, 784 (4) (374 SE2d 729
) (1989). Testimony from all three investigating officers at both the hearing on the motion to suppress and at trial support the court's conclusion that Mosely was merely being questioned as a victim and was not a suspect at the time of the hospital interviews. These findings are not clearly erroneous.
Nor was Mosely in police custody at the time. A determination of whether a person is in custody entails consideration of the circumstances surrounding the interrogation and, given those circumstances, whether a reasonable person would have felt he or she was not at liberty to terminate the interrogation and leave. Hodges v. State, 265 Ga. 870 (463 SE2d 16) (1995)
. Mosely's statements were given in the emergency room while he was receiving treatment for his leg wound. The officers were conducting a general investigation into the reported shooting and did not consider Mosely a suspect. A reasonable person in Mosely's circumstances would not conclude he was in custody or otherwise deprived of his freedom. Since he was not a suspect at the time and was not in custody, Mosely was not entitled to Miranda warnings. Moses v. State, 264 Ga. 313 (1) (444 SE2d 767) (1994)
; Martin v. State, 262 Ga. 312 (3) (418 SE2d 12) (1992)
; O'Donnell, supra; Foshee v. State, 256 Ga. 555 (5) (350 SE2d 416) (1986)
; Hardeman v. State, 252 Ga. 286 (1) (313 SE2d 95) (1984)
4. The trial court did not err in refusing to strike certain testimony of the State's firearms expert elicited during cross-examination.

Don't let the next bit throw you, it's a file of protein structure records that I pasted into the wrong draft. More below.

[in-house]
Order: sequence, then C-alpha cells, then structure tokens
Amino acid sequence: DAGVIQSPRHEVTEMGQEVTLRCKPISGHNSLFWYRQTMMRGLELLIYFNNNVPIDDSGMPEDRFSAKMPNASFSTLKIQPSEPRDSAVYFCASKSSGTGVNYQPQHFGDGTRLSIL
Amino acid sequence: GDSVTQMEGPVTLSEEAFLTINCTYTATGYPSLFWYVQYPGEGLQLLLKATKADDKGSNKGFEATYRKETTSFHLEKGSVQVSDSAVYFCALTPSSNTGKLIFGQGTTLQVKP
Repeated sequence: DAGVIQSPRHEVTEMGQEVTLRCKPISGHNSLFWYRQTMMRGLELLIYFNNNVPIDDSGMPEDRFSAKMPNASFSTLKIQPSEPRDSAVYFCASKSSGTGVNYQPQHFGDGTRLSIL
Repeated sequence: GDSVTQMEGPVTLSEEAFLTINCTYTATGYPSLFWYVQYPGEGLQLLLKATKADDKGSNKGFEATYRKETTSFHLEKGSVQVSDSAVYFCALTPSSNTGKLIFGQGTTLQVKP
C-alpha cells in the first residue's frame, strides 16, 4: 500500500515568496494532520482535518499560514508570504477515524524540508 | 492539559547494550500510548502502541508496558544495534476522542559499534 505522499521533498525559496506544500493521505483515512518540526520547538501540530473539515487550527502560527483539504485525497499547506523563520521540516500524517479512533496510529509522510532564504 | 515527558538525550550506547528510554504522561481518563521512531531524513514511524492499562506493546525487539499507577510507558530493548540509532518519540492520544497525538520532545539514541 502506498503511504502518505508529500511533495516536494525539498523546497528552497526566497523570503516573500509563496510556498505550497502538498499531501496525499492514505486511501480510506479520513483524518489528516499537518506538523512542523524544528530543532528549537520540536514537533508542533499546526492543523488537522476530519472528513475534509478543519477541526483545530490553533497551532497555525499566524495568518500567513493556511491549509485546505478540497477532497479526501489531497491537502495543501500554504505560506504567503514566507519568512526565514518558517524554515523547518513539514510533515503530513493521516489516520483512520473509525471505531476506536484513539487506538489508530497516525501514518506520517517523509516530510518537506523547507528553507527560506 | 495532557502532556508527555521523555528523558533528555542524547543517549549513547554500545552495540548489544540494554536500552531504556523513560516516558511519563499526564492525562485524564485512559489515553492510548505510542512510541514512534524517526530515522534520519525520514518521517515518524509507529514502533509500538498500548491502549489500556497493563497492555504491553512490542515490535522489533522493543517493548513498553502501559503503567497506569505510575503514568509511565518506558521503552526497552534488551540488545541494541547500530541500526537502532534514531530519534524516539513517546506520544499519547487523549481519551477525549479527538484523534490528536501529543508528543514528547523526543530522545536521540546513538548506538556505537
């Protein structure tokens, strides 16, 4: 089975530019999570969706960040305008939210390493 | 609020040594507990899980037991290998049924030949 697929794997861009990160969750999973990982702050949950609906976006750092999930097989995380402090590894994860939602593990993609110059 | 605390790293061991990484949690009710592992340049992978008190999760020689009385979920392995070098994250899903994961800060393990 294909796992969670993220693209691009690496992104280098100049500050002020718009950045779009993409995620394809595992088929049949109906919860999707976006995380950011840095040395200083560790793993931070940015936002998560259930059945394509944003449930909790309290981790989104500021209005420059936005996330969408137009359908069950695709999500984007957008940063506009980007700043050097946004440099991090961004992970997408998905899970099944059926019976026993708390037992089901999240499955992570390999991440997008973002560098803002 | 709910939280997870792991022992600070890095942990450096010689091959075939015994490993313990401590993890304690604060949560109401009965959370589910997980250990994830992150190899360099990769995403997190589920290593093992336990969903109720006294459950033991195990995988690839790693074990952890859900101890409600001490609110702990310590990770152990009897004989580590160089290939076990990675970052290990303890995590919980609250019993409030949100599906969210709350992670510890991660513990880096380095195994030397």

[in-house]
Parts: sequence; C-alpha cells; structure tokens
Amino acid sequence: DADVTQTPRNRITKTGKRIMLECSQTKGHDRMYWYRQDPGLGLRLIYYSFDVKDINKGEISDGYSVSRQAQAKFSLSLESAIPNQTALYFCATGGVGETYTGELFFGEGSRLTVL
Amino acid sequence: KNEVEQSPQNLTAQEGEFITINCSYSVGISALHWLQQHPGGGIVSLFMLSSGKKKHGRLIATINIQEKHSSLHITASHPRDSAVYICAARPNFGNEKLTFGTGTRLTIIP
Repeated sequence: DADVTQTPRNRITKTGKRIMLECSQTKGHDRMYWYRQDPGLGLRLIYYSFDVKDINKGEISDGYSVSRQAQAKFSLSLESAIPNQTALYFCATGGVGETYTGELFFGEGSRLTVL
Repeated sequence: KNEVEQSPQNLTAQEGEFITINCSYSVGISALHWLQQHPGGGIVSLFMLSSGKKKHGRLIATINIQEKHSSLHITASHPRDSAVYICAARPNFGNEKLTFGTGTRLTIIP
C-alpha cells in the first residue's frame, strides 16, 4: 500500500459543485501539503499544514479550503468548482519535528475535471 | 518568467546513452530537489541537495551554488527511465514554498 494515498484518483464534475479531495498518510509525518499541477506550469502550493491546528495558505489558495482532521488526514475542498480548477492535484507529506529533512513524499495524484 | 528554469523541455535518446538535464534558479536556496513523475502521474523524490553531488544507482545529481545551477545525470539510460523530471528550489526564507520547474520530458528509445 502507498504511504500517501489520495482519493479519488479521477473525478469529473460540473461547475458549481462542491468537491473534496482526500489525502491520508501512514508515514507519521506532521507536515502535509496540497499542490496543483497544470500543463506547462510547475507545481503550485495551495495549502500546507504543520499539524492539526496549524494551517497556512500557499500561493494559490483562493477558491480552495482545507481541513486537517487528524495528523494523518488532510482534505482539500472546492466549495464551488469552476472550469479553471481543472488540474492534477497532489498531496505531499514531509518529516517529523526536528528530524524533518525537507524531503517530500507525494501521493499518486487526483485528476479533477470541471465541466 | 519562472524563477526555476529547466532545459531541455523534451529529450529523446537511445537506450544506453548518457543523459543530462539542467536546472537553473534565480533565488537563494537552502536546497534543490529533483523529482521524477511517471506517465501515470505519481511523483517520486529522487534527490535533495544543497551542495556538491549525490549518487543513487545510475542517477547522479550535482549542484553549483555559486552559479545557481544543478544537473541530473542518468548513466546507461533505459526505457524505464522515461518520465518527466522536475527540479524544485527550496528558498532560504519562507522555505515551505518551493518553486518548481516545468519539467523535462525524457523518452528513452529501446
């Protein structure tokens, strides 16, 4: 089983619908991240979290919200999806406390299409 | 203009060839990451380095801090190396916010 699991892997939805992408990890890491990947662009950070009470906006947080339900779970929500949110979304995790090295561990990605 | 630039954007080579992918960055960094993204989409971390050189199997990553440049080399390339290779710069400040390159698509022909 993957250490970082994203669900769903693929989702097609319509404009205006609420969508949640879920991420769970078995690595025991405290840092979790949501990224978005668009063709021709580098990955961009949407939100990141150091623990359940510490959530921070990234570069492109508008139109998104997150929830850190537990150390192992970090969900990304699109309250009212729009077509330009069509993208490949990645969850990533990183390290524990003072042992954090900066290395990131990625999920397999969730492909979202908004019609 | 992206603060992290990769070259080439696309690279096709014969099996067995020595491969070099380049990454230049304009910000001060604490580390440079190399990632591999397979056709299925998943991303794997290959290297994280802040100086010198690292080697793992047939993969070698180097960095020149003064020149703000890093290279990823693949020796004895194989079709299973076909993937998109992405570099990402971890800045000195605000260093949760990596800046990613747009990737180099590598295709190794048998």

During his direct examination, the witness was shown a photograph of Mosely's leg wound. He testified that based on the photograph and shotgun patterns test fired from a FMJ shotgun pistol, he was of the opinion that one could hold a shotgun of that nature close enough to his own leg to cause a self-inflicted injury. On cross-examination, the witness was asked to explain his conclusion that the distance could have been less than 36 inches. He responded that his conclusion had been based on his tests and an examination of Mosely's pants. Mosely moved to strike the testimony concerning the distance of the weapon because it had been based in part on an examination of Mosely's clothing, which had been excluded from evidence pursuant to a pre-trial motion to suppress.
In denying the defense objection, the trial court concluded that the expert's opinion was predicated on photographs and shotgun test patterns which were properly in evidence. Additionally, the trial court recognized that it was defense counsel's own questions which elicited the objectionable information.
" 'Where counsel elicits testimony unfavorable to his client, he will not be heard to object to it, no matter how prejudicial it may be, if it is a direct and pertinent response to the question propounded.' " Eiland v. State, 246 Ga. 112
, 117 (3) (268 SE2d 922
) (1980). Even if we were to perceive the answer as non-responsive, we find no possible prejudice to the defendant. The blue jeans were depicted in the photograph which came in without objection, and any subsequent reference to Mosely's clothing was deliberately elicited by defense counsel.
Michael H. Crawford, District Attorney, Thurbert E. Baker, Attorney General, Paula K. Smith, Senior Assistant Attorney General, Angelica M. Woo, Assistant Attorney General, for appellee.